A Trustee is the fiduciary put in charge of overseeing the day to day management of property owned by a trust. A Trustee can be an individual, an institution, such as a bank or trust company, or a combination of both.
What Does a Trustee Do?
A Trustee is responsible for managing all of the property owned by a trust for the benefit of the trust beneficiaries. The exact duties of a Trustee will vary based on what assets are owned by the trust. For example, if the trust consists of bank and investment accounts, then the Trustee will be responsible for overseeing these accounts. Or, if the trust owns rental real estate, then the Trustee will be responsible for managing the rental property.
The Trustee can, depending on state law and the terms of the trust agreement, delegate certain duties to others, such as hiring a financial advisor to oversee investments or hiring a property manager to oversee rental real estate. But the Trustee must use good judgment and due diligence when delegating duties and must also avoid any conflicts of interest (such as hiring a sibling as the trust's investment advisor) unless the beneficiaries consent.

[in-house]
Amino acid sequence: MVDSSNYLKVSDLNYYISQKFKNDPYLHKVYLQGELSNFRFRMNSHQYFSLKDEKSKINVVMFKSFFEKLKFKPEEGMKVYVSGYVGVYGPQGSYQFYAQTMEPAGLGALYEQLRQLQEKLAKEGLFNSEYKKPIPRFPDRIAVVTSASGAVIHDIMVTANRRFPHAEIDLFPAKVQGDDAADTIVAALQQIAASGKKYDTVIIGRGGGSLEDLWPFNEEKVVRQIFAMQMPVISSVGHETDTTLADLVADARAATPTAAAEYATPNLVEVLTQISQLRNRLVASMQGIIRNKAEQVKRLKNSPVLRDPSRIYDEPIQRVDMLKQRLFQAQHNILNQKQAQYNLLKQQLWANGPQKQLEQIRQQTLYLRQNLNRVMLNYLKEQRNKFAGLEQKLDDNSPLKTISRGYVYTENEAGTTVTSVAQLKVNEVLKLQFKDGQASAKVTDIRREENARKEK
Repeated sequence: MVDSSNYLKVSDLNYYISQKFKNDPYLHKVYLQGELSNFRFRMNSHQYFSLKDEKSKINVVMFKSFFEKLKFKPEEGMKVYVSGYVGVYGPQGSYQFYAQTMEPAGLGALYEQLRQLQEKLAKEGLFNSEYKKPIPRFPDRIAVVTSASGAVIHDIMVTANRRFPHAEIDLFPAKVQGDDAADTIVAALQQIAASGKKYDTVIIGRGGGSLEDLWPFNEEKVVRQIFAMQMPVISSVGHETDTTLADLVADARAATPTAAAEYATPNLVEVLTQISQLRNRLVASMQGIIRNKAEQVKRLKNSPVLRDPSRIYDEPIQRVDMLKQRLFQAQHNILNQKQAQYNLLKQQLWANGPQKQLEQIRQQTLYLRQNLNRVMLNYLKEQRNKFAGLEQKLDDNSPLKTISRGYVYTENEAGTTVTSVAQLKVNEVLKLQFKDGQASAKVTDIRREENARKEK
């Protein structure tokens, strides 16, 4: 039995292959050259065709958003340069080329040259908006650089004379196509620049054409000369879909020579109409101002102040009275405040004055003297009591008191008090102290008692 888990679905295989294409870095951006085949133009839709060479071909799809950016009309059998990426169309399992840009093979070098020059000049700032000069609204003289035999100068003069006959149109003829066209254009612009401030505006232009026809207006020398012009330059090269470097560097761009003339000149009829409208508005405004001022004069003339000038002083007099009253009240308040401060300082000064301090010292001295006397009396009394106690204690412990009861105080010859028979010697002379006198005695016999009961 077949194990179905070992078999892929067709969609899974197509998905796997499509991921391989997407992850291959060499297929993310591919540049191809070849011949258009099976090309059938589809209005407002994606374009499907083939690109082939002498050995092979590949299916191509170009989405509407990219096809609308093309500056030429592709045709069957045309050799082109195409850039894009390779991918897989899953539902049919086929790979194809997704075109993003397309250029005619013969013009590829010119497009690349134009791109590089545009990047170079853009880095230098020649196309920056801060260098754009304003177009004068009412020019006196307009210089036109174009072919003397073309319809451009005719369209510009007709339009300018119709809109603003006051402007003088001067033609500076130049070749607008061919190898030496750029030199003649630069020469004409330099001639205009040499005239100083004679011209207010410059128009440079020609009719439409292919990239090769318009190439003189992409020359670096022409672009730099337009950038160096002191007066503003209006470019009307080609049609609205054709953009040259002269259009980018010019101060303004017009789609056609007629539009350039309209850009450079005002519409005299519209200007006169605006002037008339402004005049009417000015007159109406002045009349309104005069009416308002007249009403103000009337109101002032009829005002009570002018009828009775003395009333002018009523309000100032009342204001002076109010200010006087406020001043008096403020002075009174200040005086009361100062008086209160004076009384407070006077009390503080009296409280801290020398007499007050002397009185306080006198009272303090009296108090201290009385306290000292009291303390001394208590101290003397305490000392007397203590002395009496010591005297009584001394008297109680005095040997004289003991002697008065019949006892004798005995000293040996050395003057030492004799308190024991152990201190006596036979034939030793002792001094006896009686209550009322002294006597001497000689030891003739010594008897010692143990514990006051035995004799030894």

Understanding a Trustee's Fiduciary Duty
When administering the trust, a Trustee must set aside personal feelings and goals and instead do what is in the best interests of the trust beneficiaries - this is referred to as the Trustee's "fiduciary duty." A well drafted trust agreement will give the Trustee guidance about what the priorities should be for each beneficiary. For example, a trust for the benefit of a surviving spouse and children could state that the spouse's needs have priority over the children's needs, or vice versa. Or a trust that has been set up to provide for the education of grandchildren could specify what types of schools the grandchildren can attend (public, parochial, trade, state funded, private) and what will be paid for from the trust fund (tuition, room, board, books). A trust may also require the Trustee to look at other assets available to the beneficiary outside of the trust fund before making distributions to the beneficiary.
If the trust agreement does not contain any specific guidelines (unfortunately, many older trusts that I run into do not), then the Trustee must look for guidance from state law and may even require the assistance of a judge to make the right decision in certain situations.